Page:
Tom Paine should have been a financial advisor. Attempting to bolster the spirits of Continentals after a retreat from a superior British force in the winter of 1776, Paine wrote, “The harder the conflict, the more glorious the triumph. What we obtain too cheap, we esteem too lightly.”
So it goes with investments.
Given the recent string of 400-plus Dow point days, the equity market is gyrating now in ways not seen before, unnerving clients (well, some of them). Many investors now want to retreat from equities much like the summer soldiers and patriots of the Revolutionary War shrank from battle in the winter of 1776 (albeit with good reason).
Clients look to their advisors for advice, and now's the time to offer it.
What should that advice be? Simply this: If properly allocated, stay the course; if not properly allocated, become so. Advisors need to be heard as the voice of reason over the din of market panic.
First of all, put the current crisis into perspective. True, it's a volatile marketplace. Despite appearances, though, this isn't record volatility — at least as measured by the CBOE Volatility Index, or VIX. Keep in mind that the VIX screamed to an all-time high of 172.79 during the October 1987 market crash. VIX was clocked at 89.53 in the 2008 market swoon. And the high water mark for the current crisis? A 48 reading notched on Aug. 8. Though the VIX spiked to double its recent average, there is by no means the degree of fear gripping the market now as there was in 1987 and 2008.
Benjamin Graham, observing the irrationality that seized the market in the Great Depression, observed, “The investor's chief problem — and even his worst enemy — is likely to be himself.”
Graham recognized that solo investing requires a certain mentality. “Individuals who cannot master their emotions,” he said, “are ill-suited to profit from the investment process.”
Advisors earn their stripes by keeping their clients focused on their investment objectives. Now, one client's proper allocation may not look exactly like another's, but there are some essential exposures that are appropriate for most portfolios. The objective of a proper allocation is minimization of the need, and cost, of constant tweaking. A good portfolio should hold an even keel in market tempests, dampening volatility and the risk of capital drawdowns.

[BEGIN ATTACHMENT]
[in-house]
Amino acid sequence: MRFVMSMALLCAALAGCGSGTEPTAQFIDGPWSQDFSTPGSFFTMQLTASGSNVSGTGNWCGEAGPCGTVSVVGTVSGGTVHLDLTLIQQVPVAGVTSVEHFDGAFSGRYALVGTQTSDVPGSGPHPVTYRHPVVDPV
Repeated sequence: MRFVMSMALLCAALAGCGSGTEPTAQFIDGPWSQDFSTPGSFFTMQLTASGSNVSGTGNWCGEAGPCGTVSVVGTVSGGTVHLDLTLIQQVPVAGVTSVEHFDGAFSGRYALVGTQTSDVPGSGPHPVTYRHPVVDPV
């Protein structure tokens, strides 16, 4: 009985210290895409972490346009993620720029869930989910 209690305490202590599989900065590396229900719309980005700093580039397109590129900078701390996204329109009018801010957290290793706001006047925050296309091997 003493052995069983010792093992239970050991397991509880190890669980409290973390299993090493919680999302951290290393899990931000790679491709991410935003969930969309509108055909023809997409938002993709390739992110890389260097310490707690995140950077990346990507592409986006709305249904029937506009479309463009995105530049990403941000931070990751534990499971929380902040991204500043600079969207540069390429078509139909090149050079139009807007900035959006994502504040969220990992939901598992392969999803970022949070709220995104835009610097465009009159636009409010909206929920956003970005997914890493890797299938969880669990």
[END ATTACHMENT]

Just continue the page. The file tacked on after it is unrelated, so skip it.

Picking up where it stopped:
Granted, there's not a lot of sunshine on the near-term economic horizon. These are plainly not “go-go” times. Still, U.S. corporate earnings are solid and bond auctions are well-bid. Overall, economic growth is sluggish, but at least it's positive. What we've got now is a 1970s-style stagflation.
So, what kind of allocations should be included in a portfolio premised on slow growth and inflation?
The relatively low reward potential for common stock makes dividend-payers particularly attractive for domestic equity allocations. Layers of utilities and preferred shares can be quickly and cheaply added with exchange traded funds (ETFs). No dealer agreements are needed, and the assets are completely portable.
The Utilities Select SPDR (XLU), the largest of the utilities ETFs, pays out a 4 percent dividend yield which, combined with its capital appreciation, produced a total return of 13.9 percent over the past 12 months.
A 2.3 percent dividend yield has spun off the iShares S&P U.S. Preferred Stock Index Fund (PFF) over the past year, contributing to the ETF's 5.6 percent total return.
If dividend-paying equities can enhance a domestic stock allocation, there's no reason they couldn't do the same for investors' international exposure. The WisdomTree Emerging Markets Income Fund (DEM) cranks out a 3.5 percent current yield and snagged a 20.6 percent total return over the last 12 months.
On the fixed-income side, an allocation to the iShares Barclays Capital TIPS Bond Fund (TIP) can provide a hedge against incipient inflation together with a 3.9 percent current yield. All in, the ETF gained 11.8 percent in the past year.
The commodities sector is another inflation hedge. Most commodity sector ETFs, however, overexpose investors to the petroleum complex which suffers under a return-eroding “contango.” The equal-weighted GreenHaven Continuous Commodity Index Fund (GCC) minimizes this effect to deliver 12-month appreciation of 30.5 percent.
Tom Paine dealt with the Revolutionaries' crisis in confidence by saying, “I see no real cause for fear. I know our situation well, and can see the way out of it.” Advisors, too, ought to map out positions that allow clients to ride out the buffeting that is bound to occur from time to time. A well-diversified portfolio is more likely to help clients capitalize upon opportunities and mitigate risk, no matter what the economic landscape looks like.